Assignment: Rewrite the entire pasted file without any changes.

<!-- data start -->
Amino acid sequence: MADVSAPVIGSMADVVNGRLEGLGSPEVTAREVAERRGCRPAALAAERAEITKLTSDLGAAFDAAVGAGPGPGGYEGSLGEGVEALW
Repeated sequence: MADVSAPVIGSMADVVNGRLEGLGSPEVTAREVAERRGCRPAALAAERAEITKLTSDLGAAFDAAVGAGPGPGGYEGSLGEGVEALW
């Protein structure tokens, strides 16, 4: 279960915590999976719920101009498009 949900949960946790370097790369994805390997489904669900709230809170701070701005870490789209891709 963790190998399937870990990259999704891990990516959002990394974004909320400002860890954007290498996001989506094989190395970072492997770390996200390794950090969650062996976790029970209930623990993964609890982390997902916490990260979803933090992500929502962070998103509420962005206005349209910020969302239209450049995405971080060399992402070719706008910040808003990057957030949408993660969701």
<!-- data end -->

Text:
Amino acid sequence: MADVSAPVIGSMADVVNGRLEGLGSPEVTAREVAERRGCRPAALAAERAEITKLTSDLGAAFDAAVGAGPGPGGYEGSLGEGVEALW
Repeated sequence: MADVSAPVIGSMADVVNGRLEGLGSPEVTAREVAERRGCRPAALAAERAEITKLTSDLGAAFDAAVGAGPGPGGYEGSLGEGVEALW
């Protein structure tokens, strides 16, 4: 279960915590999976719920101009498009 949900949960946790370097790369994805390997489904669900709230809170701070701005870490789209891709 963790190998399937870990990259999704891990990516959002990394974004909320400002860890954007290498996001989506094989190395970072492997770390996200390794950090969650062996976790029970209930623990993964609890982390997902916490990260979803933090992500929502962070998103509420962005206005349209910020969302239209450049995405971080060399992402070719706008910040808003990057957030949408993660969701």